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Transcending the traditional: innovation in education

Technology is changing every minute. William Ditto, director of the School of Biological and Health Systems Engineering (SBHSE), wants to see engineering curriculum keep pace.

His school has taken a radical approach in an effort toward more efficient, effective and engaging ways to deliver results.

“We have developed a skills-based modular curriculum which is unique to ASU,” Ditto says. “Rather than taking years to implement changes, we can modify or even start a new major over a weekend.”

“This keeps us on the leading edge with a highly efficient way of presenting and changing materials,” he says.

He cites changes in the teaching environment as a catalyst for the initiative. “Fifty years ago, there was far greater teaching capacity. Today, all faculty write grant proposals and perform cutting edge research in addition to teaching classes. That doesn’t mean that we devote less time to teaching. It means that we need to be more efficient.”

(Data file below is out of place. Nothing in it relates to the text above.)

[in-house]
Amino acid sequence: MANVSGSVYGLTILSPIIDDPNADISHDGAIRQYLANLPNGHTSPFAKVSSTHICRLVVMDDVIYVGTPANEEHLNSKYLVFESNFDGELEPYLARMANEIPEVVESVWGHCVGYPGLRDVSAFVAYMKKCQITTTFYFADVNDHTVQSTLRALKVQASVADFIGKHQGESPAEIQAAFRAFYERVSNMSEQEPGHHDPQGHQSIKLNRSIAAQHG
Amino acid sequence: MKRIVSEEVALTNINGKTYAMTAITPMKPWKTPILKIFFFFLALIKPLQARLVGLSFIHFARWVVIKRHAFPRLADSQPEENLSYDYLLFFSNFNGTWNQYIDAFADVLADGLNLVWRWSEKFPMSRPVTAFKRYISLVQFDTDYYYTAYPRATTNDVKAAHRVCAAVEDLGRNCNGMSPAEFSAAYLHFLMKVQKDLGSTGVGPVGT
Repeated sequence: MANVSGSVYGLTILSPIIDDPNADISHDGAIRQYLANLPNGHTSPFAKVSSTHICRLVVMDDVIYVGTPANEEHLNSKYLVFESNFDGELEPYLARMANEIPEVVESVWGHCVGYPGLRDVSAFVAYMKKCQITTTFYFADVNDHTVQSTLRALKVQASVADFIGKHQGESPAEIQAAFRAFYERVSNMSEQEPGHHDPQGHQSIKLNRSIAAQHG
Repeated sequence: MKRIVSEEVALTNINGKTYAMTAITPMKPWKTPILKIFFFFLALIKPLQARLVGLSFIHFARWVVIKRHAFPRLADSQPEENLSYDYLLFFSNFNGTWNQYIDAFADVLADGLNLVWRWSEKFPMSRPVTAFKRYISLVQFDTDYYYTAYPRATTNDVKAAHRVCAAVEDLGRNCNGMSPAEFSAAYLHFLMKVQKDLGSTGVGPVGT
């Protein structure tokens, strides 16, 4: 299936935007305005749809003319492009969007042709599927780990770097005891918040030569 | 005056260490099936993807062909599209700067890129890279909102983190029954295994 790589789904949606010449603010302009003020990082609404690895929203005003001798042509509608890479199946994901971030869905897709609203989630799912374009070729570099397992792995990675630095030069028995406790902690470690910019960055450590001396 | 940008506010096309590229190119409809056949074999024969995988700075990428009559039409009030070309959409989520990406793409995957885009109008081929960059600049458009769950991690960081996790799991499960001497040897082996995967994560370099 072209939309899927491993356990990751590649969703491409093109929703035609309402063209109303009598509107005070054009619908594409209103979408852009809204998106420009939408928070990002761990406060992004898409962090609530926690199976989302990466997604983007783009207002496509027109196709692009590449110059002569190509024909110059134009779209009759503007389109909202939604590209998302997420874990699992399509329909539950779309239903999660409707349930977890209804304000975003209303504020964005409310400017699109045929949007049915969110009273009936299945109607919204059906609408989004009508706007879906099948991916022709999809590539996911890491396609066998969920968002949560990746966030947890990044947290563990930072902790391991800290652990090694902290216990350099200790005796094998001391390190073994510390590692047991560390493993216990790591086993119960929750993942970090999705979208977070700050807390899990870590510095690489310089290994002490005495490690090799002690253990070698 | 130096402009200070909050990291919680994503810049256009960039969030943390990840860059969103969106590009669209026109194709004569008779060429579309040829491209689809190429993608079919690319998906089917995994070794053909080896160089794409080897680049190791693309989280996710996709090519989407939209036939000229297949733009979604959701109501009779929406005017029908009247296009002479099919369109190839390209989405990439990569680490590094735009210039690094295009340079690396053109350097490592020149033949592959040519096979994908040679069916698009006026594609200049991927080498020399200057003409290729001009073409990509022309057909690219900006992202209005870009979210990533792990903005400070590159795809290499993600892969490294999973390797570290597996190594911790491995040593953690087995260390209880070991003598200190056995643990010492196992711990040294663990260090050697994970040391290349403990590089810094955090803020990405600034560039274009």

The redesign was completed in six months. Every existing course was eliminated, then rebuilt based on skill sets. Each of the new courses will be five weeks and one credit. The curriculum will be rolled out in fall 2011, subject to final approvals.

SBHSE students have exposure to hands-on engineering experience from day one. At many universities, students are not involved in product design until later years. At SBHSE, everything still culminates in capstone design senior year but freshmen are paired with senior design teams the very first semester. For example, teams in biomedical engineering are constructing and building prototypes of 3-D printers.

SBHSE is also implementing fundamental entrepreneurship. Every student and a majority of the faculty are involved in the full spectrum, from invention disclosures to building a business.

Students in SBHSE’s programs receive both core engineering expertise and very specific skills.

“We want our graduates to present future employers with not just a degree on a piece of paper, but a list of skills they have mastered—the ability to manipulate cells, signal processing in the brain, construction of artificial tissue,” Ditto says. “We believe this will give our students a significant advantage in whatever path they choose to take.”


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